They had me laughing as they jokingly blew me kisses or danced horribly off-beat or just interacted with each other as boys do. Side note for my American ladies: it seems that kissing in Ireland is a little bit more relaxed than it is in America. Irish fellas like to kiss a girl, sort of like a long peck, when they are out at the pubs. It’s not like they are trying to a make out with you because they’re not and it doesn’t even seem to be very sexual or intimate as we may think it is and I don’t think it always means they are interested in the girl. It sort of seems to be like how some people from countries greet each other with a kiss on the cheek, minus the fact that this isn’t a greeting kiss. Very hard to explain, but I find it interesting and thought it should be shared for my ladies that are comig to Ireland.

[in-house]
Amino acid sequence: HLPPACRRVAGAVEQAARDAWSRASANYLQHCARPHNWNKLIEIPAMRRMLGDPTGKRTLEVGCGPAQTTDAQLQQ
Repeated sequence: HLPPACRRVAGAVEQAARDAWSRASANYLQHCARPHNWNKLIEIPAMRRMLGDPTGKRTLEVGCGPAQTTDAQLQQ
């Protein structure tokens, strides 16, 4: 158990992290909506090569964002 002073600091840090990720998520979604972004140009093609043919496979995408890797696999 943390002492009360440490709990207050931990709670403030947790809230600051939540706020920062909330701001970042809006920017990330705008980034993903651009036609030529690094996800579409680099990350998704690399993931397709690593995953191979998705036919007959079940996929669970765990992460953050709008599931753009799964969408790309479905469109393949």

So basically we continued to hop between bars and clubs, they continued drinking their beers and I had Bulmer’s. We went to a club and it was fun to dance because the club played a lot of 90’s R&B and hip-hop.
I met some new people there. I met Kelsey from Maine and her friend Kelsey from Maine (real life is stranger than fiction) and their guy friend from Canada. Kelsey was teaching English in Spain and so it was cool to talk to her about visiting Spain. I also met their friend Liam who was Scottish and lived in New York. He said he couldn’t go to L.A. and pointed at his pale skin and red hair, “I’d burn quickly. Nope, my skin is not made for L.A.”
I think what made me laugh most that night is when one of the guys would say, “You’re fine.” And thinking he was asking me if everything was going fine or was I doing fine which is a common thing for people to ask in Texas, especially when you’re new to the group or hanging with them for the first time, I would reply, “Yeah, it’s great. I’m having fun.”
He would say “No, you’re fine. You’re looking fine.”
“I don’t get it,” I’d say. Of couse, I looked fine, everything was fine.